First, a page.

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Cablegate: Verdict in Frankfurt Terrorism Trial - What We

This record is a partial extract of the original cable. The full text of the original cable is not available.

UNCLAS SECTION 01 OF 10 FRANKFURT 002405

SIPDIS

SENSITIVE BUT UNCLASSIFIED - NOT FOR INTERNET DISTRIBUTION

DEPARTMENT FOR EUR/AGS
DEPARTMENT FOR INR/TNC - MIKE STEINITZ
DEPARTMENT FOR INR/EU - BOWMAN MILLER AND HENRY RECTOR
DEPARTMENT FOR S/CT - PAUL BOYD AND STEPHANIE MOLNAR
DEPARTMENT FOR DS/OP/EUR

FBI FOR INTERNATIONAL OPERATIONS UNIT - SUE CURTIS
FBI FOR COUNTERTERRORISM DIVISION - KEVIN FOUST

JUSTICE FOR CRIMINAL DIVISION, OFFICE OF TERRORISM AND
VIOLENT CRIMES - TERESA WALLBAUM

E.O. 12958: N/A
TAGS: PTER PINR PGOV AG GM
SUBJECT: VERDICT IN FRANKFURT TERRORISM TRIAL - WHAT WE
LEARNED ABOUT THE FRANKFURT CELL'S METHODS AND CONTACTS

REF: A. 2002 FRANKFURT 3580 (NOTAL); B. 2002 FRANKFURT 5829;
C. 2002 FRANKFURT 6207; D. 2002 FRANKFURT 10187

1. (U) Background and summary: This cable is a wrap up of
the Frankfurt terrorism trial. It is based on observations
by U.S. officials at the trial, but is not to be taken as a
verbatim transcript of the proceedings. When the written
verdict is published, post will provide it to Department.

2. (U) Summary continued: Four Algerians and one Moroccan,
part of a group commonly referred to as the "Frankfurt cell"
or the "Meliani Group", were arrested in December 2000.
Bomb-making materials and weapons were found in their
Frankfurt apartments. On March 10, 2003, four of the five
defendants were sentenced to 10-12 years of prison (the
possible maximum being 15) for plotting to bomb the
Christmas market in Strasbourg, France. One defendant,
Busid Karimou, had his case severed from the rest of the
group. He was charged with membership in a terrorist group
and was released from detention on August 30, 2002. All the
defendants trained in camps in Afghanistan. The trial
provided insight into the activities of a group of
terrorists, who trained in Afghanistan, and operated in
western Europe against a European target. This cable
compiles what was learned during the trial about the
backgrounds of the terrorists and suspected terrorists,
their movements and operations, and their connections to
other terrorists in Europe. End background and summary.


Defendants Trained in Afghanistan, But Court Could Not Prove
Al Qaeda Connection
--------------------------------------------- ---------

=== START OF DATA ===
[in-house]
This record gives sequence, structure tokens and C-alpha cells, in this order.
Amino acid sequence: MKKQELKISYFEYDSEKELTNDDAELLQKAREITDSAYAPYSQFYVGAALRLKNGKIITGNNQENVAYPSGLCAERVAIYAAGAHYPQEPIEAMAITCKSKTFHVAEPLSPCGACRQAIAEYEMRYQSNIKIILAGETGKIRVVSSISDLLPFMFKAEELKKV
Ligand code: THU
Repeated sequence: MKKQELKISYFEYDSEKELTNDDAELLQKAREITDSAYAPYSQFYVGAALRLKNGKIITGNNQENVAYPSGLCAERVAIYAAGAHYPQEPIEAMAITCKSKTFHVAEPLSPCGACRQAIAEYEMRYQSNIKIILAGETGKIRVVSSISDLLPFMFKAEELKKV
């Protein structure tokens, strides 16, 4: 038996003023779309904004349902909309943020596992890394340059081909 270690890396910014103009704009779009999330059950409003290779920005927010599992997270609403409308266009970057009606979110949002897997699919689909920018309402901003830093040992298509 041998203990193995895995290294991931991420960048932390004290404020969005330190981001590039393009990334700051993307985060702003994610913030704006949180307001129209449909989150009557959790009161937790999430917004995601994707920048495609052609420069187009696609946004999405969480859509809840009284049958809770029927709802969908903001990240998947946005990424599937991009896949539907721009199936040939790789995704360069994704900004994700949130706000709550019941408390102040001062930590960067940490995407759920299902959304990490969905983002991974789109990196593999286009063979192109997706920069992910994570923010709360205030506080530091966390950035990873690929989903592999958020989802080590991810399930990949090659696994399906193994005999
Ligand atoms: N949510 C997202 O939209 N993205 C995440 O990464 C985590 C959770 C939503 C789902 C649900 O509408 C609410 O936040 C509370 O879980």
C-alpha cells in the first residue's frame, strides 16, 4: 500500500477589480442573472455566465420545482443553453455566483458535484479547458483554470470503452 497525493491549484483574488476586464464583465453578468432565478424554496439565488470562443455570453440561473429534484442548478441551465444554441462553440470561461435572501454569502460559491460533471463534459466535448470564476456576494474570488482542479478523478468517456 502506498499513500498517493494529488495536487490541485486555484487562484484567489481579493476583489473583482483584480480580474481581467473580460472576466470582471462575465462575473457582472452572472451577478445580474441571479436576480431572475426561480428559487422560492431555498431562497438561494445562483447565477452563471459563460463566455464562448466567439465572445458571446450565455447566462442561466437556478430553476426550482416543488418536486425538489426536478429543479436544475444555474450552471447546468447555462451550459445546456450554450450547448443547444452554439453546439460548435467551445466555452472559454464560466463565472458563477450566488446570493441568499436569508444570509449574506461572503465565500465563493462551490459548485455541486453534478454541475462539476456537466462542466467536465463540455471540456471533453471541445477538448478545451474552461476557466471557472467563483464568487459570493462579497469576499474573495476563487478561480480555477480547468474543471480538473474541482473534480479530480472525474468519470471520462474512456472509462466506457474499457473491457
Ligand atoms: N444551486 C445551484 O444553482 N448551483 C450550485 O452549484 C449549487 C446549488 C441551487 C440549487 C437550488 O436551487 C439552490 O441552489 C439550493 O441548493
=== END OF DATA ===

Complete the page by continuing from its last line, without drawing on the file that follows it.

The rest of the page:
3. (U) The group was arrested in December 2000 and their
trial began in Frankfurt on April 2002, at the Higher State
Court (Oberlandesgericht), convened by the Special Panel for
State Security Cases (Staatsschutzsenat). Four of the five
defendants, Aerubi Beandali, Lamine Maroni, Fuhad Sabour and
Salim Boukhari, were charged with forming a terrorist
organization, planning an explosion, plotting to commit
murder, falsifying documents, and possession of weapons.
They were sentenced to 10-12 years in prison and have only a
week to appeal, although their basis for appeals under
German law is limited to procedural irregularities. The
theoretical maximum sentence was 15 years. A formal written
verdict is expected before the end of March.

4. (SBU) Defendants Beandali, Boukhari and Karimou admitted
to training in terrorist camps in Afghanistan (Jalalabad,
Khost and Khaldan). Boukhari also mentioned learning
electronics in Turkum, which he described as a "Kurdish
camp" (presumably in Turkum, Pakistan). Sabour said he had
a year's training in "Islamic studies" in Afghanistan
(presumably also at a terrorist camp) where he met Beandali
and Boukhari. A witness, Hassan Aknoush, said that Maroni
also trained with terrorists in Afghanistan. The court
never successfully determined who planned or ordered the
attack, although Chief Judge Zeiher said it probably
originated with a man called Abu Doha in London. Due to the
complications of getting witnesses from other countries, the
prosecution dropped the charge of "membership in a terrorist
organization" on January 15, 2003. The prosecution
determined that proving the defendants were linked with
known terrorist organizations would have dragged out the
trial (it had already lasted nearly a year) without
increasing the severity of the ultimate sentences. There
were some indications the group was affiliated with the
Algerian GSPC or Salafist Group for Preaching and Combat,
and their Afghanistan training suggests an Al Qaeda
connection, but the court was unable to verify these
connections.


The Defendants: Multiple Aliases
--------------------------------

5. (SBU) The following are the known names/aliases and dates
of birth of the defendants. (Some variances in spelling
have been seen in different sources.)

A. Aeurobui Beandali (also Deandali) DOB 12/10/1975; aka Ben
Ali; aka Mustapha Mestpha Kelouili DOB 11/19/1978; aka
Djilali Benali Correia DOB 7/15/1975; aka Djilali Adadi DOB
6/5/1975. Presumed Algerian.

B. Lamine Moroni, DOB 1/10/1970; aka Benard Pascale, DOB
7/25/1970. Presumed Algerian.

C. Salim Boukhari (also Boukari), DOB 8/8/1971; aka Hicham
El-Haddad, DOB 4/30 1980; aka Claude Aman, DOB 8/8/1971; aka
Karim Muscat DOB 8/8/1971; aka Messaoud (also Mesud) Zamali
(also Zemani) DOB 8/4/1966; aka Mihdi; aka Malsara; aka
Kamal. Presumed Algerian.

D. Fouhad Sabour, DOB 2/13/1965; aka Hassene Benaimine DOB
12/08/1967; aka Samir Bouinoual DOB 8/9/1978; aka Alain
Dubois; aka Morira. French or Algerian.

E. Samir Karimou (also Krimou) aka Ibrahim Ahmed, DOB
12/18/1968; aka Abdel Kader. (Released from prison August
30, 2002, continued attending trial.) Born in Rabat,
Morocco.


The Evidence: Bomb-Making Materials, Weapons, Forged
Passports, Videotape of Strasbourg Christmas Market
--------------------------------------------- -------

6. (SBU) The evidence presented in the case included a
surveillance videotape of the Strasbourg Christmas market
and surrounding area, the weapons and the bomb-making
materials found in the apartments, and police recordings of